|4a. Conduct needs assessments to inform the content and delivery of technology-related professional learning programs that result in a positive impact on student learning.|
The first step toward any good plan for system wide change in our thinking about Professional Development is getting some good data to establish base lines for measuring growth and diagnosing what the training needs and interests are. As technology becomes more integrated into other subjects, as it should be, we may need to measure data that goes beyond tool usage statistics to find a way to evaluate the quality of instruction using technology and find some measures of technology’s impact of student learning. In Professional Development: What Works (Zepeda, 2012) the author states “The success of professional development is based on the extent to which change occurs.” She suggests that there are two fundamental questions that we should ask:
- How does the leader know when transfer of new practice has occurred?
- How does the leader know whether or not student achievement has increased?
Coaches may see new practice being put into place by a teacher they’ve worked with but sometimes that may occur over long periods of time as a teacher becomes more comfortable with the technology. I find the student achievement more difficult to measure and I feel like I need to do more learning about how to separate out the effect of just the technology in that area.
Last fall my department developed a survey to assess the needs of our staff around resources and professional development. Here’s a link to both the Elementary and Secondary surveys, without the data. We had an impressive 40% return rate from staff so we felt that we had a pretty good representation.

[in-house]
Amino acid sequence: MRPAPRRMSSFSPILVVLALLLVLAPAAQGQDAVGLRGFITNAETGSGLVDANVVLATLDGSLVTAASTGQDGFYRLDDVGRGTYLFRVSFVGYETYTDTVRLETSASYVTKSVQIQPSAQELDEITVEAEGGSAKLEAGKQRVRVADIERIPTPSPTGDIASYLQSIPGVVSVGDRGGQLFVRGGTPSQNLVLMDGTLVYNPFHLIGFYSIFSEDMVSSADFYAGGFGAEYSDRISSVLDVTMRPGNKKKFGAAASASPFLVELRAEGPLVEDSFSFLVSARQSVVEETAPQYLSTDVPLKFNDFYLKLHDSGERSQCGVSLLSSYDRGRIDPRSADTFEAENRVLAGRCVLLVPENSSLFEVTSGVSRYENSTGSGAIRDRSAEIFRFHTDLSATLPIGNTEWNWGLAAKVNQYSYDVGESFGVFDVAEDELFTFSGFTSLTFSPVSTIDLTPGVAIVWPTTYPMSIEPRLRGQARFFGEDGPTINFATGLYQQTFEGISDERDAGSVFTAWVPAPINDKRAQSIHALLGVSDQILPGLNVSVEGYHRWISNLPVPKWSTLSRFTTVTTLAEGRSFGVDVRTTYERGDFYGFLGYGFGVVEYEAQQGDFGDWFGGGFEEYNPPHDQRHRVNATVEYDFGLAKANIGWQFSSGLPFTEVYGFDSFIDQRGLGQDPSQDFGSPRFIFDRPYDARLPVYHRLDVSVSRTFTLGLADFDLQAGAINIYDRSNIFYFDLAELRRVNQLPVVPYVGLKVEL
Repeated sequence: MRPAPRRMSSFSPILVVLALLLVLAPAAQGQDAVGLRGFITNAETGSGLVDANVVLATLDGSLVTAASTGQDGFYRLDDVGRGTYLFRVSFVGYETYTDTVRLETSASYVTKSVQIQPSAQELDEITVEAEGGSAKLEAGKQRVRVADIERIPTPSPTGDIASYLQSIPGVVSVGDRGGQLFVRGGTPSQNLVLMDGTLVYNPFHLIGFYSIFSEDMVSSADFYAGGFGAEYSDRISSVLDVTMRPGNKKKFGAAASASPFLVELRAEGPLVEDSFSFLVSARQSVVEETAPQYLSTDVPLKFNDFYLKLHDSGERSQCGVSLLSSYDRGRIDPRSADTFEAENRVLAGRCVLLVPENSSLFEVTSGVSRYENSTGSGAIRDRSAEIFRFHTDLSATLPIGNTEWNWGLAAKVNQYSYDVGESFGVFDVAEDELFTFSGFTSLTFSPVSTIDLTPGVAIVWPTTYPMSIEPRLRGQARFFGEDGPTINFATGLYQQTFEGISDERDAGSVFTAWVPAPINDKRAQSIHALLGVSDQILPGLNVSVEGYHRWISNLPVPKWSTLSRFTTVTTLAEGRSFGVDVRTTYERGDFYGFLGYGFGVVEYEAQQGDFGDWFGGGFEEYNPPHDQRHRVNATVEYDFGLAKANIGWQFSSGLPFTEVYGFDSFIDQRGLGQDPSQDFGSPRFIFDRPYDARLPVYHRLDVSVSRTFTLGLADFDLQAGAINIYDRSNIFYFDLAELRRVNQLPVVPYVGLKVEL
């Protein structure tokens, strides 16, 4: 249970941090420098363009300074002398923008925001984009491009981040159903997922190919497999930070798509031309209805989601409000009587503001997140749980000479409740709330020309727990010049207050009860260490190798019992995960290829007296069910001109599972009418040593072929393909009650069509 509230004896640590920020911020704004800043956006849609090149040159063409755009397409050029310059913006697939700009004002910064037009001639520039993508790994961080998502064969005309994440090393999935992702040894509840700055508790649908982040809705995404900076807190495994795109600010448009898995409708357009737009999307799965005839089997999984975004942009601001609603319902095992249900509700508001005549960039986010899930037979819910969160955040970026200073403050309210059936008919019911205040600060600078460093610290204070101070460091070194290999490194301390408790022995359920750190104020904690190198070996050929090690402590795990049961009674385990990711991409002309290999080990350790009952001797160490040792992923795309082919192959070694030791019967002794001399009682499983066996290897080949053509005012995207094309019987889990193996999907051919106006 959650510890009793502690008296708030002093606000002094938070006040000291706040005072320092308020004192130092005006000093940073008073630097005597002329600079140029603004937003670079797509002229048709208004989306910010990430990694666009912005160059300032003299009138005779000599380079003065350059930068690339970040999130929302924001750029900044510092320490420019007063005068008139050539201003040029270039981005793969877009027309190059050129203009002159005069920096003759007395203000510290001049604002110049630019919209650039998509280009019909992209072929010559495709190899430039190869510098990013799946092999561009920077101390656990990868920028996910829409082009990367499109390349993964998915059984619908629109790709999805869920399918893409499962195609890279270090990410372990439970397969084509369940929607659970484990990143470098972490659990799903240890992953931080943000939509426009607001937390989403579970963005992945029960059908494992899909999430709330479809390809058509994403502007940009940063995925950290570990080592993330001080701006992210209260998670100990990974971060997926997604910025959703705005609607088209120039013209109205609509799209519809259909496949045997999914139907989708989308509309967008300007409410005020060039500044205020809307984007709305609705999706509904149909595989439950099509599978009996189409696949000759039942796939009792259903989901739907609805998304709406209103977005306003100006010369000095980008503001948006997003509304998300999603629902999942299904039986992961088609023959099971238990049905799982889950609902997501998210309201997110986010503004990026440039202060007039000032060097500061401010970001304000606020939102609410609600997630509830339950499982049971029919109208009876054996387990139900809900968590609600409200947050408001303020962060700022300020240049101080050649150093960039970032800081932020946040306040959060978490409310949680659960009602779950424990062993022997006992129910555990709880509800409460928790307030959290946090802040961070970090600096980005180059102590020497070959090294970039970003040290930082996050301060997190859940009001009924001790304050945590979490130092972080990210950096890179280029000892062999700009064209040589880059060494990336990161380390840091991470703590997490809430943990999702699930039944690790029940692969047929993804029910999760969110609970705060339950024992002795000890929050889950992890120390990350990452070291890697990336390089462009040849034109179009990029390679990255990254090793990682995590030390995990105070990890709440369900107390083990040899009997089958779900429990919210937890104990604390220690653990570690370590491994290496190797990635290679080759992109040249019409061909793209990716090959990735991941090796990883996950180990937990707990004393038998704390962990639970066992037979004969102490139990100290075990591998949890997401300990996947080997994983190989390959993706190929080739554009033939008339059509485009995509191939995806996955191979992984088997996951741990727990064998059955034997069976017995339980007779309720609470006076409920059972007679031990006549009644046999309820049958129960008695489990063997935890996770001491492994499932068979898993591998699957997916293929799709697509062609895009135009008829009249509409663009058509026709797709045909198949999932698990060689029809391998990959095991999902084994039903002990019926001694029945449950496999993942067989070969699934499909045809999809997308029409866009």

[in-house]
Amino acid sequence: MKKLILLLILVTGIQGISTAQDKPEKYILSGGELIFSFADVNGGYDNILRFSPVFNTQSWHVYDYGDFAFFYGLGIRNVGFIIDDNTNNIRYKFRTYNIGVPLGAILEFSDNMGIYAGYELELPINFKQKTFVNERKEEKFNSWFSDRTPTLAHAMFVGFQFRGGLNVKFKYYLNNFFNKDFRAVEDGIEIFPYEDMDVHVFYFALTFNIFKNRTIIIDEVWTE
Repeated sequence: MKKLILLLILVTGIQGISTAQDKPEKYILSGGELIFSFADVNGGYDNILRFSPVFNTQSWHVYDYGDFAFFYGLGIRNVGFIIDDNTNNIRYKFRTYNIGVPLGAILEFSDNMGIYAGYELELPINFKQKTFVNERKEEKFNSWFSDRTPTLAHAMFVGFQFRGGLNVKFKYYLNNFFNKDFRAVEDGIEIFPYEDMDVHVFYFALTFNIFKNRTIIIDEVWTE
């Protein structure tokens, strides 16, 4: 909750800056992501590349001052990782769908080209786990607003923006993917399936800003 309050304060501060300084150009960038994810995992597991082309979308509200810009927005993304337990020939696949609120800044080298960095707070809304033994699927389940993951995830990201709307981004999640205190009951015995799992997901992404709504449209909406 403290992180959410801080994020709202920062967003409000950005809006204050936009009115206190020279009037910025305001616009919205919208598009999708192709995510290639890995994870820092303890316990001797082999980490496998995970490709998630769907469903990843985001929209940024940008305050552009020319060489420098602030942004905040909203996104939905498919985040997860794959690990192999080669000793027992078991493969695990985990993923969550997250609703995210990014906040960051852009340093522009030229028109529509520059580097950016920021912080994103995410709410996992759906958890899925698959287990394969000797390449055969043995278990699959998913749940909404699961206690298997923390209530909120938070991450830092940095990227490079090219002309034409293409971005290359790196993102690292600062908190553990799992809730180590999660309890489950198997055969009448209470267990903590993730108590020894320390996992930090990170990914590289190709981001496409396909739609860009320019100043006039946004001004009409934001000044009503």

It was a good start and I learned a lot from the development of the survey as a part of our course (EDTC 6106). Here are some of my take aways:
- It is difficult to write questions without bias. There were definitely some things we wanted to know, which is why we did the survey, and there were projects we wanted to go forward with and we were hoping the data would support. It probably caused us to slant questions certain ways or leave out questions we didn’t want to hear answers too. Going forward, I think it is important that we develop clear criteria for what we want a project or a training to accomplish from the beginning. If we have clear learning targets and outcomes we can not only develop the learning experiences to ensure we reach our goal but we can develop evaluation questions that are based on criteria.
- As coaches we are one step removed from the classroom but our objectives for programs and training ultimately should be having an impact on student learning. Challenging ourselves to identify questions that can measure the impact our work is having on student learning could be useful. It also may not be immediately obvious and hard to separate from other changes in instructional practice which will make it difficult but not impossible.
- It is useful to have a tool that will allow you to break data down in various ways and by various groups. We used a tool called Advanced Summary, an add on to Google Forms, that let us filter data by building, grade level and other factors. Of course, you have to remember to collect data on those factors in the first place in order to collect it. We wished we would have added in more definition of job roles so we could have filtered answers by job as well.
Zepeda, S. (2012). Professional development: What Works (1st ed., p. 32). New York: Taylor & Frances.